The robot will see you now: could AI streamline the recruitment process?
Robots have been used to carry out routine HR work such as gathering data on job applicants and sending follow-up letters
Ikea Moscow used Robot Vera to conduct preliminary interviews and provide feedback to applicants.
How many times have you applied for a job, waited anxiously for an offer or a refusal and never heard anything back? Once or twice in your working lifetime, most likely.
But could a robot streamline the recruitment process, and is a rejection letter from a robot better than no letter at all?
This year, the Washington Post reported that Ikea Moscow used Robot Vera to conduct preliminary interviews and provide feedback to applicants.
Anne Keegan, professor of human resource management at the College of Business, University College Dublin, explains Robot Vera.
“Robot Vera is a video-enhanced chatbot that uses machine learning to continuously refine her conversational skills based on more and more practice with applicants. Robot Vera recognises emotions and gathers data based on the answers given by job applicants to her questions. She then distinguishes applicants based on this information to make predictions about job suitability. She also sends follow-up letters to applicants,” she says.
The introduction of AI into this kind of routine HR work may not displace HR people as much as expand or possibly improve their services to end users, she says.
“I say possibly, because not all job applicants will be happy with the use of AI to carry out job interviews. Companies need to consider the impact of using AI to carry out HR work and applicant reactions to these new practices.”
The question also needs to be asked, are people happy being interviewed and possibly rejected by a robot and will it impact on their view of the company brand overall.
Working with AI and robotics also creates news types of work. Evidence suggests AI needs to be supervised to monitor if outcomes are ethically or legally acceptable.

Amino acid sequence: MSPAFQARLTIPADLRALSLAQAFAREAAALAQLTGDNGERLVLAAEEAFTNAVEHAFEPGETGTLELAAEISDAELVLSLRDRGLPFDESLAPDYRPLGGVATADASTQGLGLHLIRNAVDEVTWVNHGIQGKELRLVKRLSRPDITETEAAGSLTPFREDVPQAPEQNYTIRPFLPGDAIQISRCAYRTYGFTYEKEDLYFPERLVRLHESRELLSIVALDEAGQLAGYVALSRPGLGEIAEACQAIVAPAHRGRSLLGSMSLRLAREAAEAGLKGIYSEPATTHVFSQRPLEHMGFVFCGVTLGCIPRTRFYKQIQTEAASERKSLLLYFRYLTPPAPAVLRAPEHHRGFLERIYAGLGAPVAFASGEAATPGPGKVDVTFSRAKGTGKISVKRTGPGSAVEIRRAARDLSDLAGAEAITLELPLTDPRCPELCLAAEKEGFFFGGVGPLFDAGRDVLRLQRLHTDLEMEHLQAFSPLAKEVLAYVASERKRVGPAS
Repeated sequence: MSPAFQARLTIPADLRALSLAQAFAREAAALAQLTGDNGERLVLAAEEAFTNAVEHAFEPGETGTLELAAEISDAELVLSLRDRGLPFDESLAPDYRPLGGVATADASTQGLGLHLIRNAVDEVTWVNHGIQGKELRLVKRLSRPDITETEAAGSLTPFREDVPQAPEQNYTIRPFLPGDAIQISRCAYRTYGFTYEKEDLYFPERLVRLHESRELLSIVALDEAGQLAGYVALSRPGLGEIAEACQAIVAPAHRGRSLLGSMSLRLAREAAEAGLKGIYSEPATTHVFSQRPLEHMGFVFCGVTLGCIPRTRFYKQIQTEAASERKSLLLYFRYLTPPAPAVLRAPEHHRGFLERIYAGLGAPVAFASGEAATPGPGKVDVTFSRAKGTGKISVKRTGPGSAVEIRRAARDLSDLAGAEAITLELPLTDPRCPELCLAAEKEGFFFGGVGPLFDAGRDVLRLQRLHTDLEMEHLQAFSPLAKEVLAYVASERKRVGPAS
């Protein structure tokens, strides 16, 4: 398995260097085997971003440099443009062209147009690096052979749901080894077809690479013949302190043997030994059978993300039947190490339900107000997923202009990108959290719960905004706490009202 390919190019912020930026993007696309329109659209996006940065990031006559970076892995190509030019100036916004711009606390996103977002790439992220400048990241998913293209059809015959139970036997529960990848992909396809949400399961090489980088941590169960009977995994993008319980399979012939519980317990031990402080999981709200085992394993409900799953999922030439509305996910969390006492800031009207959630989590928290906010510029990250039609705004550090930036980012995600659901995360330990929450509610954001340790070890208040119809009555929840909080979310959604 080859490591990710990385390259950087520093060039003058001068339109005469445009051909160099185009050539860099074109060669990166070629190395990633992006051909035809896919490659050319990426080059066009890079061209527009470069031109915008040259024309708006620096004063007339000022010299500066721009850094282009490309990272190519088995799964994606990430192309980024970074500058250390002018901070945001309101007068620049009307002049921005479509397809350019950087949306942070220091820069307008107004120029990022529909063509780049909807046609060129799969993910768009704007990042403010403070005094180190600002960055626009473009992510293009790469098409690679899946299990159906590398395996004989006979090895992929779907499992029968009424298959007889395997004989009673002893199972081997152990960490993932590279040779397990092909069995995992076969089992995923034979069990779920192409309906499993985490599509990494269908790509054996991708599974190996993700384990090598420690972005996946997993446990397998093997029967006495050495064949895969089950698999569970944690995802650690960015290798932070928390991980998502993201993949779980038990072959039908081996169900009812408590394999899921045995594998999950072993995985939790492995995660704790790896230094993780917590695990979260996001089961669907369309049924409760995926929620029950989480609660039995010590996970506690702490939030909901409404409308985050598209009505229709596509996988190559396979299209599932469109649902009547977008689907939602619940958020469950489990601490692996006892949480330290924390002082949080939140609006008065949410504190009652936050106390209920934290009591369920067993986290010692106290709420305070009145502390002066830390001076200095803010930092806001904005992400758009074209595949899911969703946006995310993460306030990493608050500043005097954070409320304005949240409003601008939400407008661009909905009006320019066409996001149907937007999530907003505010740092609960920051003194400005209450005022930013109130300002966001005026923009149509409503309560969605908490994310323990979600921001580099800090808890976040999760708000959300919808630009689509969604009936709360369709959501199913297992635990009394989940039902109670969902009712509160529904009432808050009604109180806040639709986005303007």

“In HR, where automated CV screening leads to biased outcomes, for example in terms of gender or race, organisations should be aware and react appropriately. The perceived threat of AI should be considered in terms of both employees and service users,” Keegan says.
In terms of actually hiring a robot, Owen Lewis, partner in management consulting at KPMG Ireland says this is a somewhat “trite phrase invented to be provocative”.
“We don’t recruit a 5-axis precision lathe into our engineering workshop, or hire a cloud platform to manage our data. Perhaps in the future we might be hiring humanoids to be part of our home or work lives but for now I would like to think we hire amazing people and help them be even more amazing by giving them some pretty exciting technology in their toolboxes,” he says.
Lewis says there is a serious question for organisations to ask themselves around “hiring a robot”.
“Do we want to have robots working directly for us or should we outsource design and the run of work that robots do to an organisation that can operate this as a service, in order to let our organisations focus on doing what is core to our business. Getting back to the basic question of what’s core to your organisation is an important yardstick,” he says.
However, hiring robots can benefit the workplace and make employees’ lives easier, he adds.
“Freeing up humans to do more exciting, value-added and meaningful work has always been the underlying value of technology and this is no different with AI and robotics. Just think how much good we can add to the world if we can take the robot out of the human and give the human space to be truly intelligent,” he says.